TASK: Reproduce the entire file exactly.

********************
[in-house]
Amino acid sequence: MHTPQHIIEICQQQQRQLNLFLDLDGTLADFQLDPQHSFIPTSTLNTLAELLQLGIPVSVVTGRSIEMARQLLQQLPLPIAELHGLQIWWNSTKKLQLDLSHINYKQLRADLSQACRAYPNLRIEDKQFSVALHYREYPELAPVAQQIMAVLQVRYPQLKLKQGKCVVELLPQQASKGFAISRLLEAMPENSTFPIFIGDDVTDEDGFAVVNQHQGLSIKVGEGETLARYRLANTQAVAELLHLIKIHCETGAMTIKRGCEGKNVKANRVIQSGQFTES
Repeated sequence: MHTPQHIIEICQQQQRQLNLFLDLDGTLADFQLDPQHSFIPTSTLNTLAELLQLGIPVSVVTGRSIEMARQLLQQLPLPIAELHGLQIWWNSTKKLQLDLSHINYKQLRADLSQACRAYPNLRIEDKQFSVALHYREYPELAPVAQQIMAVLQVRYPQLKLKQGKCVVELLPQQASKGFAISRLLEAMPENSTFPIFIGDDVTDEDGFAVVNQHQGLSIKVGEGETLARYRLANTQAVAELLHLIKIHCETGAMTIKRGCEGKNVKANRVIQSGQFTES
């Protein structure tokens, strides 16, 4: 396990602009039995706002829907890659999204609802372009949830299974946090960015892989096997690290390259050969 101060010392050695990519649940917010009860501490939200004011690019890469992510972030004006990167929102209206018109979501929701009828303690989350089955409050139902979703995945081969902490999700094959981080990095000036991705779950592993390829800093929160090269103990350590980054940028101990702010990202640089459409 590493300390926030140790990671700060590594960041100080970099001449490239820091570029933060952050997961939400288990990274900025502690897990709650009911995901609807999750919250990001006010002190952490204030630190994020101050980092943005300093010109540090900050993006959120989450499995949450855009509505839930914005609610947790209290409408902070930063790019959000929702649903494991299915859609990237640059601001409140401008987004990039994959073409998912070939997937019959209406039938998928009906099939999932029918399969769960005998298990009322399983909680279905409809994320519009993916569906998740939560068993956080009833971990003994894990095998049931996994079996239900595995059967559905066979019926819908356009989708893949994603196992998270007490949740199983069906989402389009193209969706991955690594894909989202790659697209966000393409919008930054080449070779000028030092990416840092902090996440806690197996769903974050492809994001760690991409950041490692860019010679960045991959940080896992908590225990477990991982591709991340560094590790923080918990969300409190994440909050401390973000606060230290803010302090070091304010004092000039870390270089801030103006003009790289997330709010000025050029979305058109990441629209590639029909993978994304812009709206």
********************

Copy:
[in-house]
Amino acid sequence: MHTPQHIIEICQQQQRQLNLFLDLDGTLADFQLDPQHSFIPTSTLNTLAELLQLGIPVSVVTGRSIEMARQLLQQLPLPIAELHGLQIWWNSTKKLQLDLSHINYKQLRADLSQACRAYPNLRIEDKQFSVALHYREYPELAPVAQQIMAVLQVRYPQLKLKQGKCVVELLPQQASKGFAISRLLEAMPENSTFPIFIGDDVTDEDGFAVVNQHQGLSIKVGEGETLARYRLANTQAVAELLHLIKIHCETGAMTIKRGCEGKNVKANRVIQSGQFTES
Repeated sequence: MHTPQHIIEICQQQQRQLNLFLDLDGTLADFQLDPQHSFIPTSTLNTLAELLQLGIPVSVVTGRSIEMARQLLQQLPLPIAELHGLQIWWNSTKKLQLDLSHINYKQLRADLSQACRAYPNLRIEDKQFSVALHYREYPELAPVAQQIMAVLQVRYPQLKLKQGKCVVELLPQQASKGFAISRLLEAMPENSTFPIFIGDDVTDEDGFAVVNQHQGLSIKVGEGETLARYRLANTQAVAELLHLIKIHCETGAMTIKRGCEGKNVKANRVIQSGQFTES
């Protein structure tokens, strides 16, 4: 396990602009039995706002829907890659999204609802372009949830299974946090960015892989096997690290390259050969 101060010392050695990519649940917010009860501490939200004011690019890469992510972030004006990167929102209206018109979501929701009828303690989350089955409050139902979703995945081969902490999700094959981080990095000036991705779950592993390829800093929160090269103990350590980054940028101990702010990202640089459409 590493300390926030140790990671700060590594960041100080970099001449490239820091570029933060952050997961939400288990990274900025502690897990709650009911995901609807999750919250990001006010002190952490204030630190994020101050980092943005300093010109540090900050993006959120989450499995949450855009509505839930914005609610947790209290409408902070930063790019959000929702649903494991299915859609990237640059601001409140401008987004990039994959073409998912070939997937019959209406039938998928009906099939999932029918399969769960005998298990009322399983909680279905409809994320519009993916569906998740939560068993956080009833971990003994894990095998049931996994079996239900595995059967559905066979019926819908356009989708893949994603196992998270007490949740199983069906989402389009193209969706991955690594894909989202790659697209966000393409919008930054080449070779000028030092990416840092902090996440806690197996769903974050492809994001760690991409950041490692860019010679960045991959940080896992908590225990477990991982591709991340560094590790923080918990969300409190994440909050401390973000606060230290803010302090070091304010004092000039870390270089801030103006003009790289997330709010000025050029979305058109990441629209590639029909993978994304812009709206």